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The 2010 Census ranked Miami Beach 10th in the nation for people using bicycles to commute to work. The AGN helps to facilitate and promote this sustainable transportation option.
Elizabeth Wheaton, Assistant Building Director – Environment & Sustainability Division

Through the development of the Atlantic Greenway Network (AGN), the City of Miami Beach is creating a regional alternative transportation network, which will interconnect key inter-modal centers, business districts, cultural/tourism centers, residential neighborhoods, parking facilities, parks, schools, and the beaches. The AGN is comprised of a citywide system of bicycle/pedestrian trails/facilities, enhanced public transit facilities, expanded local circulator service, and innovative regional parking improvement programs. Eventually, this network will link with the larger network of greenways and trails that is planned for Miami-Dade County and South Florida and will be a key component of the State of Florida’s outdoor recreational amenities. 

Implementation Process

The AGN is a transportation initiative aimed at improving bicycle and pedestrian connectivity citywide. As these projects developed, the City has employed a holistic sustainability approach to their planning and design. For example, the coastal connectors include extensive dune restoration to improve coastal resiliency. Additionally, Citibike bicycle-sharing stations have been incorporated throughout the entire network to provide residents and tourists with easy bicycle access. The City has streamlined the development of this network by working with the development community to fund these public infrastructure improvements. For instance, through the development review process, beachfront properties have proffered either funding or constructing the segment of the coastal pathway that runs adjacent to their properties. Through these private/public partnerships, the City has been able to quickly move these projects forward and have significant input from business owners and hoteliers.

Currently, the City of Miami Beach is working to update the Bicycle-Pedestrian Master Plan (BPMP). More people are riding bikes and walking around Miami Beach than ever before. From the advent of DecoBike (now CitiBike, the Miami Beach bike-sharing program) to having one of the most robust bicycle scenes in South Florida, active transportation plays a vital role in the life of Miami Beach residents and visitors. Key to implementing the BPMP will be the development of low-stress, safe and convenient bicycle and pedestrian streets that will encourage bicycling and walking, enhance the environment, and improve public health and quality of life.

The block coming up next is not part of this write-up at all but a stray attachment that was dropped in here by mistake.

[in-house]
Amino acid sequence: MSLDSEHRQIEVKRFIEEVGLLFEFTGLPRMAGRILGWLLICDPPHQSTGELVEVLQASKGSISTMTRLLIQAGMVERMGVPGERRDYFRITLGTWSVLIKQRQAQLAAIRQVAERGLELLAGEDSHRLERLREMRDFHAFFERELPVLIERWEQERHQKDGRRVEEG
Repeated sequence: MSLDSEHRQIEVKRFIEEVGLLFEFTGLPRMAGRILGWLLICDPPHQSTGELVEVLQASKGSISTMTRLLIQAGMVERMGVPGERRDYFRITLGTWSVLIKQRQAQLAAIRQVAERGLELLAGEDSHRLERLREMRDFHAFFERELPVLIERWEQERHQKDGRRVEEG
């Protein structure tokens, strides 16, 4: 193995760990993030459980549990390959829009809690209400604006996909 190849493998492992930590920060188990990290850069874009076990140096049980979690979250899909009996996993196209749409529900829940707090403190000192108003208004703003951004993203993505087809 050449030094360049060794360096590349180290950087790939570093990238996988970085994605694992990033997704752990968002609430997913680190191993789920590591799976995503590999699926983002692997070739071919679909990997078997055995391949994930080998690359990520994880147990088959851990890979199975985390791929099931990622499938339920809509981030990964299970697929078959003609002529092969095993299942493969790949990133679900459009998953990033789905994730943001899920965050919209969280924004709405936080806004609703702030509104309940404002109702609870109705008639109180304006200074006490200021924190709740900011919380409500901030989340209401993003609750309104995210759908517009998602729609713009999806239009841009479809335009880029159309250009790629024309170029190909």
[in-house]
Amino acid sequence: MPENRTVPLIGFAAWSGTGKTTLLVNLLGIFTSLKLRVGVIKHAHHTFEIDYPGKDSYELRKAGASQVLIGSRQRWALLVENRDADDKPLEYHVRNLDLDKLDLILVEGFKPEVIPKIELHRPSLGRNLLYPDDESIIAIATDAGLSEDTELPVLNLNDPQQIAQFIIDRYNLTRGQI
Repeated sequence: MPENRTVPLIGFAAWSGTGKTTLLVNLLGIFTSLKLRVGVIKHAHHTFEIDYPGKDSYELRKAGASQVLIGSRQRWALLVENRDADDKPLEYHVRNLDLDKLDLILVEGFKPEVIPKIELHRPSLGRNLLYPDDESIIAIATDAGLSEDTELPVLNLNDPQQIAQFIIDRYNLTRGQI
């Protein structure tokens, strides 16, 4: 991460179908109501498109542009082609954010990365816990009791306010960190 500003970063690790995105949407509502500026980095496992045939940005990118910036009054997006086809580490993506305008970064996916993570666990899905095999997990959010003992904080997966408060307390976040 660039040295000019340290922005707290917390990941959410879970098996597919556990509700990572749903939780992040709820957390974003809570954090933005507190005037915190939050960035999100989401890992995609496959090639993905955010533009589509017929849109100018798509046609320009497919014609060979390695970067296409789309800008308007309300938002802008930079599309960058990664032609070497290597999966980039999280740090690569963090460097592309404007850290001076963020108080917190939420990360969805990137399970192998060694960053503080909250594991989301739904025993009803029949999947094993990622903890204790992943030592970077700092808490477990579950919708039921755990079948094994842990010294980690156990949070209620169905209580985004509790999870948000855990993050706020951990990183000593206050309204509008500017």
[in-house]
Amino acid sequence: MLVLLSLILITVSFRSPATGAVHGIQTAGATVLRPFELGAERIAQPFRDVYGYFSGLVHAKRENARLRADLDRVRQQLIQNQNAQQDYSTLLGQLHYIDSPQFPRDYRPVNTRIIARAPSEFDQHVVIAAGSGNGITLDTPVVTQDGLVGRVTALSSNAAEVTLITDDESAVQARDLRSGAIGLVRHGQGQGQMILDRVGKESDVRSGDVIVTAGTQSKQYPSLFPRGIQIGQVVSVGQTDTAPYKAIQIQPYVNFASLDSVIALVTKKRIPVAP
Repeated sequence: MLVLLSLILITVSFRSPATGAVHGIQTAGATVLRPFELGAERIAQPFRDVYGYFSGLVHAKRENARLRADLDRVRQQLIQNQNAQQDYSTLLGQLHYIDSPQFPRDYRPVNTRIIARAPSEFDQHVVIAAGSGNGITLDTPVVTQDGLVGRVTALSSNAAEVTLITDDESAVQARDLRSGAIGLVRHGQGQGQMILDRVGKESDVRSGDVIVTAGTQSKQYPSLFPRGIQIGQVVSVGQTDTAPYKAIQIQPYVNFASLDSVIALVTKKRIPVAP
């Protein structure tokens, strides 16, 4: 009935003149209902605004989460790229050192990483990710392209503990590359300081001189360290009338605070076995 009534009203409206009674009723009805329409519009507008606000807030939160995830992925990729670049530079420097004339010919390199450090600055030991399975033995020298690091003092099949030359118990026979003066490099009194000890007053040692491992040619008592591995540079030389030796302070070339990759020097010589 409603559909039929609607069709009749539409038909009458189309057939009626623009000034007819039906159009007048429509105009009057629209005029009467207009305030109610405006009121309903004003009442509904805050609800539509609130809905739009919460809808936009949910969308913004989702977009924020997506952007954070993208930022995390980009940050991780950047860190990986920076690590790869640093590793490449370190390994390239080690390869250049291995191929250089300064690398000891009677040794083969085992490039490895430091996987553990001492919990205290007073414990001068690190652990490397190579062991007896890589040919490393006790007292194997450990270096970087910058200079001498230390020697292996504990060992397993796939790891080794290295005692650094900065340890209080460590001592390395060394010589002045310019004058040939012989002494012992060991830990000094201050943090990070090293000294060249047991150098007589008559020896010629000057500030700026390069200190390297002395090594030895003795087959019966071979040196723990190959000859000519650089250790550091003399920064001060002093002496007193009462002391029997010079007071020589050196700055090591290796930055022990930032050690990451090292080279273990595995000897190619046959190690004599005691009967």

Community Benefits

The AGN will enhance the quality of life of residents and visitors by improving transportation mobility citywide and improving regional connectivity. Expanding and promoting sustainable and alternative modes of transportation will increase job opportunities generated with improved accessibility to affordable transportation alternatives, associated business development, and increased economic vitality throughout the City. In addition, the AGN will reduce travel times, alleviate congestion, improve public safety, reduce greenhouse gas emissions, and improve resilience.

Policy Language

With a slogan of “What do Lexicons, Carrots and Travolta have in common?” At the Miramar Disco Soup, participants danced-to-the-beat provided by a live DJ while chopping and preparing delicious recipes directed by Chef Trina Spillman from The Need to Feed Foundation. Participants were treated to a multi-cultural culinary experience offering delicious beverages such as sorrel drink, ginger beer, lemongrass tea, kale lemonade and moringa tea. A Lexicon of Sustainability Pop-Up Exhibit showcased key components of a vibrant local food system. Local farmers offered freshly-harvested vegetables and Master Gardeners hosted tours of the Garden.

The Facts

Quick Facts & Statistics

  • One of the City of Miami Beach’s best assets is the existing network of bicycle lanes, pedestrian streets, and compact walkable urbanism. These assets make the city a great candidate for improvements to bicycle and pedestrian infrastructure and will form the basis of the bicycle master plan.
  • Total Existing Bike Network: 29.5 miles Number of Bikeway Types: 3 Existing Bicycle Lanes: 17 miles Existing Bicycle Route: 7.7 miles Existing Shared-Use Path: 4.8 miles